Asthma is a chronic condition that affects the lungs. The bronchi in the lungs constrict due to this condition. Bronchi are the tubes that carry air to the lungs. Air is transported from/to smaller branches of airways known as bronchioles in the bronchi. The walls of the bronchi become inflamed and swell when one has asthma. This narrowing of the airways makes it difficult to breathe – which can lead to breathlessness, coughing, and wheezing. Acute asthma attacks will complicate the situation by constricting the bronchi muscles and producing more mucus.
When one has acute asthma, the diameter of the bronchi can decrease to the point where very little air can travel in and out. The patient may cough and wheeze and feel a tightness in the chest when this happens. The actual cause of asthma isn’t clear. But the condition can occur at any time and worsen at night or in the morning hours. Severe asthma attacks need immediate medical attention as it can be life-threatening.
More than 25 million people in the United States have asthma. Over 7 million of the affected people are kids – which makes asthma one of the most common chronic diseases in children. Asthma will affect more boys than girls before puberty. But after puberty, the condition affects more girls. Asthma is prevalent in urban areas compared to rural areas. Asthma is more common among people of African and Hispanic descent than in Caucasians. The condition isn’t curable or preventable at the moment. But you can control the condition to live an active and relatively normal life.
Although the exact cause of asthma is unknown, medical experts believe it’s a complex interaction of many factors. The cell lining of the bronchi seems to release inflammatory molecules in response to various triggers in the environment. The triggers or stimulators for asthma attacks can be quite different for each patient. Here are some of these triggers:
- Allergens such as pollen, animal hair & cells, dust/spores, food
- Stress or strong emotional responses
- Occupational allergens such as hairdressing products, cleaning agents, smoke, epoxy glues, and chemicals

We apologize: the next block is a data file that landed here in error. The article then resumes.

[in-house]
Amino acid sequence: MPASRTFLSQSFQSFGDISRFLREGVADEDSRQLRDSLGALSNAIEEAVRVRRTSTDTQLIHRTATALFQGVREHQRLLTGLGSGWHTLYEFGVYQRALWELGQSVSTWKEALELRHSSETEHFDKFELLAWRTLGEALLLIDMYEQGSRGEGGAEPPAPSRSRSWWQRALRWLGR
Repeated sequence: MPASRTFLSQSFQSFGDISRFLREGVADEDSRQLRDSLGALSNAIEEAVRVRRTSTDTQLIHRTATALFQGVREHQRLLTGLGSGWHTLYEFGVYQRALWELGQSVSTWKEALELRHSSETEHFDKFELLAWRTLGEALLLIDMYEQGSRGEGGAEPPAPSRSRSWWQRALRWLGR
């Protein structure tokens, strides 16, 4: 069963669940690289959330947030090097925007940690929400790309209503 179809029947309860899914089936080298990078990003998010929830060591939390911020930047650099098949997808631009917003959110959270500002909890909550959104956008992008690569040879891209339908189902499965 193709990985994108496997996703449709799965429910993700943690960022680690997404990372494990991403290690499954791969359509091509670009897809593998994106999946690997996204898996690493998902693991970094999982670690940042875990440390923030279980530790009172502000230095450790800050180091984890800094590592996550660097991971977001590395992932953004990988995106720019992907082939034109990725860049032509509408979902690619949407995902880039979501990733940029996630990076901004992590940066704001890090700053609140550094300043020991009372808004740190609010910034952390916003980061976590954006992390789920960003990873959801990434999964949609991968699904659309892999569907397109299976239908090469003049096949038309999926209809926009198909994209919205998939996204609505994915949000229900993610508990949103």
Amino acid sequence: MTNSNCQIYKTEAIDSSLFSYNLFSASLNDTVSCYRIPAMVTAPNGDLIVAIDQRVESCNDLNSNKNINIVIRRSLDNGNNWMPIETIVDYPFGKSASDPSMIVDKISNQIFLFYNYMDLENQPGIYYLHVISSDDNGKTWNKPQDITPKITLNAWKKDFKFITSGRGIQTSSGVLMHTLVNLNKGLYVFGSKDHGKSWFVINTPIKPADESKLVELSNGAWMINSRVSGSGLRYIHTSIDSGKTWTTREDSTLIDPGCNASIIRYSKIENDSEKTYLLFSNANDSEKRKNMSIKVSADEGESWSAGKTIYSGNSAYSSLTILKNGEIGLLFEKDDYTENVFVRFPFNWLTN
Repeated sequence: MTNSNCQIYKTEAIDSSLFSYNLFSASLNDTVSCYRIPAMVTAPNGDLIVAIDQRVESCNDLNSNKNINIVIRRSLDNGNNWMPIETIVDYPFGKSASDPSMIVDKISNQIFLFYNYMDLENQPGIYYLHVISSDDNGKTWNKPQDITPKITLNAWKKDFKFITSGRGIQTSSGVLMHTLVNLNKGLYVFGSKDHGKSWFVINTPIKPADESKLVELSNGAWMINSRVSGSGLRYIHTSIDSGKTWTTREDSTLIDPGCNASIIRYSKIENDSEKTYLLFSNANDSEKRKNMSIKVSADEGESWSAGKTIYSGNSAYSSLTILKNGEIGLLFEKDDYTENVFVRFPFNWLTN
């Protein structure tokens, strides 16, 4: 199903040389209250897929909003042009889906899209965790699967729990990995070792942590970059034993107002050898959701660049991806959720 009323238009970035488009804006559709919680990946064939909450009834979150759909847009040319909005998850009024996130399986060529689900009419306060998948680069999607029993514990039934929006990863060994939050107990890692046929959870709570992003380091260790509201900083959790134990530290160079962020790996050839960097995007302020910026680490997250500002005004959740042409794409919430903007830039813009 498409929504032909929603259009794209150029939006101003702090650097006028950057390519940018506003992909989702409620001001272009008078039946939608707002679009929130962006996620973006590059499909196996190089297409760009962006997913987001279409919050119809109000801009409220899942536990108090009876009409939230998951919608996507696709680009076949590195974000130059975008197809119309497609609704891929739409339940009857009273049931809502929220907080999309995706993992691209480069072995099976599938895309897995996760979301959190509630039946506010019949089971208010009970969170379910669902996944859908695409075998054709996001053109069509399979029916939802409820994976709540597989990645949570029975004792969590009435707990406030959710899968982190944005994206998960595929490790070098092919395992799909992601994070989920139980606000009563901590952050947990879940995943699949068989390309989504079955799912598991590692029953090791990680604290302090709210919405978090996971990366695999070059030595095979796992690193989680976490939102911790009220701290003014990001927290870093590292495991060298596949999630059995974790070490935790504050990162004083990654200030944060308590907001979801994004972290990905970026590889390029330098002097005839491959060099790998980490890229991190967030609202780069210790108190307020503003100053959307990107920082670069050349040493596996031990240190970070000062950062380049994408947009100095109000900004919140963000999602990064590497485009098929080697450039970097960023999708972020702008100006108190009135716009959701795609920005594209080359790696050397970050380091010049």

- Medicines such as aspirin and beta-blockers
- Exposure to cold air
Symptoms of The Condition
The condition is separated into four categories depending on the severity and frequency of the symptoms. The categories are mild intermittent, mild persistent, moderate persistent, and severe persistent. The first category of patients has only occasional episodes and no symptoms during other times. Patients who suffer from severe persistent asthma may need medications several times a day to control the condition.
Other lung conditions may have similar symptoms to asthma. Emphysema is such a condition that could co-exist or exacerbate asthma. GERD or gastroesophageal reflux disease can also trigger or worsen the asthma condition in some patients.
The main goal of initial asthma testing is to diagnose the severity of the condition. Testing is important to separate asthma from other conditions that have similar symptoms. Continued testing will help monitor lung function and asthma control. They will help evaluate and resolve the attack as well as identify and address complications or side effects of the condition.
Laboratory testing will rule out conditions that have similar symptoms to asthma. It also helps identify allergens, allergies, and any complications that may occur as a result of the condition. If a person has severe asthma, testing may be ordered to monitor oxygen levels, organ function, and the body’s acid-base balance. Some of the tests include:
- Blood testing for sensitivity to allergens – Blood tests that are specific to the allergens suspected of causing asthma. Some of the allergens include dust mites, pet dander, mold, and mildew. These tests will help determine the triggers of asthma.
- Blood gases – A blood sample is collected from an artery to evaluate blood oxygen, pH, and carbon dioxide levels. This test will be ordered when a person is having an attack.
- CBC or complete blood count – This test will evaluate the blood cells and provide necessary information on inflammation and infection.
- CMP or comprehensive metabolic panel – This test will help evaluate organ function.
- Theophylline – If a patient is suffering from asthma is taking this drug; the healthcare provider will evaluate the results of general tests, family history, medical history, and risk factors for other diseases. Based on the findings, other laboratory tests are performed, such as:
- Tests that rule our cystic fibrosis – Sweat test or trypsin/chymotrypsin
- AFB testing – Diagnosing nontuberculous mycobacteria (NTM) or tuberculosis
- Sputum culture – Diagnosing lung infections
- Lung biopsy – Diagnose lung cancer
- Sputum cytology – This test is ordered to evaluate various cells found in the lungs, such as neutrophils and eosinophils – which are two types of white blood cells. These cells are increased with inflammation in people who are suffering from asthma.